UFC 198 is one of the cards I’ve actually been looking forward to since they first started announcing the line-up. It’s disappointing that the Anderson Silva/Uriah Hall fight is no longer happening, but we still get a heavyweight title fight, a middleweight showdown that will absolutely see the winner with some sort of title eliminator implications, and the debut of women’s MMA powerhouse, Cris Cyborg. If you can’t get excited for this card, you might wanna check your pulse and make sure your name isn’t Bernie (that’s a movie reference for all you youngsters that might not get the quip).

The best thing about this card is that once again, we’ve got some bouts that present real upset potential. Joe Silva and Sean Shelby are obviously great at their jobs and routinely present us with intriguing match-ups that are genuinely hard to pick a winner from. This card has four live dogs that I’ve chosen to showcase, so get your keyboards ready to make yourself a winning team in one of our fantastic DraftKings games. Remember, you can’t win if you don’t play!

Werdum vs. Miocic

Werdum has evolved into such a great fighter over the last 4 years or so, and he legitimately possesses one of the best ground games in the sport. His striking has improved tremendously, and the most important thing about him is that he trains smart and fights smart. He is a force to be reckoned with.

That said, I think Stipe Miocic beats him. Stipe is a much better striker and also trains and fights smart. He’s got cardio for days and is a very durable guy who can take a licking and keep on kicking. His fight IQ is excellent and he has the youth advantage, both in chronological years and fight years. This bout could really go either way, but for me Miocic is the clear choice based on striking alone. When you factor in excellent cardio, a good wrestling game and durability…no can defend.

Stipe Miocic Decision

Souza vs. Belfort

Anderson Silva. Jon Jones. Chris Weidman. Those are the only 3 losses Belfort has on his record in the last 9 years. All were at the top of their game when he faced them. All were champions. Just. Those. Three. Vitor Belfort is not done by any stretch of the imagination, and he still packs serious power despite his 39 years. He’s a super crafty veteran who knows all the tricks, and is extremely competent on the ground. Let us not forget that he is the only one who has come close to getting a finish over Jon Jones back in the first round of their fight, via a tightly wrapped armbar. His head kicks can turn the lights out, as current champion Luke Rockhold found out. His hand speed, while slightly diminished, is still some of the quickest in the sport, and definitely better than Souza’s.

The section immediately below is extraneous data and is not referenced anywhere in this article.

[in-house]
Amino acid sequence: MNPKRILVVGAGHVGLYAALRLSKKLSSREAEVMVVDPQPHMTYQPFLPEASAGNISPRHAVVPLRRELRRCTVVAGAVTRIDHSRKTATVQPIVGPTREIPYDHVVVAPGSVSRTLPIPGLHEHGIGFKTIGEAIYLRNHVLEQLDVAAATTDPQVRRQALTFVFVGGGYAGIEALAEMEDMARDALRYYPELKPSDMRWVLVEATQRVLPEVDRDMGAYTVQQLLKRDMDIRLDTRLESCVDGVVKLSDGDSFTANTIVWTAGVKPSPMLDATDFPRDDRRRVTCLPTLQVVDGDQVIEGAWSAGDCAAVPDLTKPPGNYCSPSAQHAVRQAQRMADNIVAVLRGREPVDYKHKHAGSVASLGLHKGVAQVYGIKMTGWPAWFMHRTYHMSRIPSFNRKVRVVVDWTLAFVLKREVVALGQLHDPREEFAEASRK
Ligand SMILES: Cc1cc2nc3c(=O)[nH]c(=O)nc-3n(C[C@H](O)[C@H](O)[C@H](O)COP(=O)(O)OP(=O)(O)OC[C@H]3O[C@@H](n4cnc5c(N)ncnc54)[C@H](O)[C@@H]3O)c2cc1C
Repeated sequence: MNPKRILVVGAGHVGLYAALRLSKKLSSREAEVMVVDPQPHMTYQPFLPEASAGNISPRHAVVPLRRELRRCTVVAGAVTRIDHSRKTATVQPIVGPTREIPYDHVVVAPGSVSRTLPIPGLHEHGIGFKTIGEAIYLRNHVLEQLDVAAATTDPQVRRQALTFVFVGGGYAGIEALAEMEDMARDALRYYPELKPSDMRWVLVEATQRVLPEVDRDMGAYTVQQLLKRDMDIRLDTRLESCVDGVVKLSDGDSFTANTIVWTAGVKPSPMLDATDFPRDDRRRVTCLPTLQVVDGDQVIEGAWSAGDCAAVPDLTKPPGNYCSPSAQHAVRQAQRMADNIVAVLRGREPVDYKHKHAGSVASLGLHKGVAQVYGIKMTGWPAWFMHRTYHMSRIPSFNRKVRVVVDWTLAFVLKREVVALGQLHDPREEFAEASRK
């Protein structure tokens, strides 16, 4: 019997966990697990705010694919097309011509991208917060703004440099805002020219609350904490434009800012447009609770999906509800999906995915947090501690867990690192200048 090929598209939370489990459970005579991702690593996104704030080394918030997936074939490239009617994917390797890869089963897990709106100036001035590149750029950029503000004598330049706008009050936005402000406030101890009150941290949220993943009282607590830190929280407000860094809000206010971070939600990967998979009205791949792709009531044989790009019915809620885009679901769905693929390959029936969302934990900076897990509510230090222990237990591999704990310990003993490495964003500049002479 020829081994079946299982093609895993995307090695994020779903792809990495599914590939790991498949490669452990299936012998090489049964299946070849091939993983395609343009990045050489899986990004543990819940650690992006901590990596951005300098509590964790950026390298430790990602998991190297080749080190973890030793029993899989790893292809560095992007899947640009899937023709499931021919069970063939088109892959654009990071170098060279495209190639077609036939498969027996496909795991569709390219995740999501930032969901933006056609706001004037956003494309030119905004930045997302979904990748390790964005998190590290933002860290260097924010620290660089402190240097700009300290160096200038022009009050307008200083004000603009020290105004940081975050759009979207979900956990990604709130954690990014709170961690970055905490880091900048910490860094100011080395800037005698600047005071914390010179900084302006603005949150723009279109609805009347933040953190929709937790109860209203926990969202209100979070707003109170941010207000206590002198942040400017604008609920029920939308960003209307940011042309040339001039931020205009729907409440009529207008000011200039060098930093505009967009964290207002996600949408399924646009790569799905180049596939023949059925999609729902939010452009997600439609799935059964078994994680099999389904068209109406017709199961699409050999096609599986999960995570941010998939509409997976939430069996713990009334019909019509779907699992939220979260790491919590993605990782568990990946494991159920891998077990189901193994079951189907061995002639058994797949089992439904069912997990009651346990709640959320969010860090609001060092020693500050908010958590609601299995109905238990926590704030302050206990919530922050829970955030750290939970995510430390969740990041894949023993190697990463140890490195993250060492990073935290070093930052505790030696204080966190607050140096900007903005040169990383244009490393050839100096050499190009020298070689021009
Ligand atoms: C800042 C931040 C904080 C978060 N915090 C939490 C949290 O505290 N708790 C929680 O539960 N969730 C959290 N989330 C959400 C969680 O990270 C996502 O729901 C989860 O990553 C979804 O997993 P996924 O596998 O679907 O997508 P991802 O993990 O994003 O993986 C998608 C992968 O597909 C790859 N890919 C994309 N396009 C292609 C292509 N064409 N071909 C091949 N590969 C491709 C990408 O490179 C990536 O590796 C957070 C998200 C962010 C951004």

Jacare is an accomplished grappler and great fighter overall, but the level of competition he’s faced hasn’t been anywhere near what Vitor Belfort has. He looked terrible in the fight with Romero, and at 36, seems to be showing some drop-off in reaction time and cardio. While I feel Souza has the ground edge, I doubt the fight spends much time, if any, on the canvas.

Vitor Belfort Round 1 TKO

Maia vs. Brown

Matt Brown is tough as nails. There are no two ways about it. Demian Maia is as slick as they come on the ground, and has improved his striking a good deal. The thing is, I believe Brown’s striking is better. His durability is pretty much legendary, and he’s never one to panic if caught in a bad situation. He has a very strong grappling game of his own, and snapped Tim Means’ 4-fight win streak with a nasty guillotine last summer. Ultimately, I feel this fight plays out on the feet, and if that is indeed the case, then this fight should belong to Brown. Even if it plays out on the ground, I feel that Brown is strong enough and crafty enough to get it back to the feet and secure the victory.

Matt Brown Decision

Tukhugov vs. Moicano

Tukhugov is a great prospect, and on paper one would think that this should be his fight to lose. However, if we peel back a few layers of this complex onion of a fight, we find that Moicano has marvelous grappling and a considerable reach advantage, allowing for very competent striking work from the outside. He’s great at capturing and maintaining control of the distance in his fights and will likely set the pace early on. He is undefeated against decent competition, with his last win being a R2 RNC over Tom Niinimaki. Tukhugov, while talented, is still developing and pretty raw and unpolished at this point. I see Moicano’s accomplished ground game being the game changer here.

Renato Moicano Round 1 submission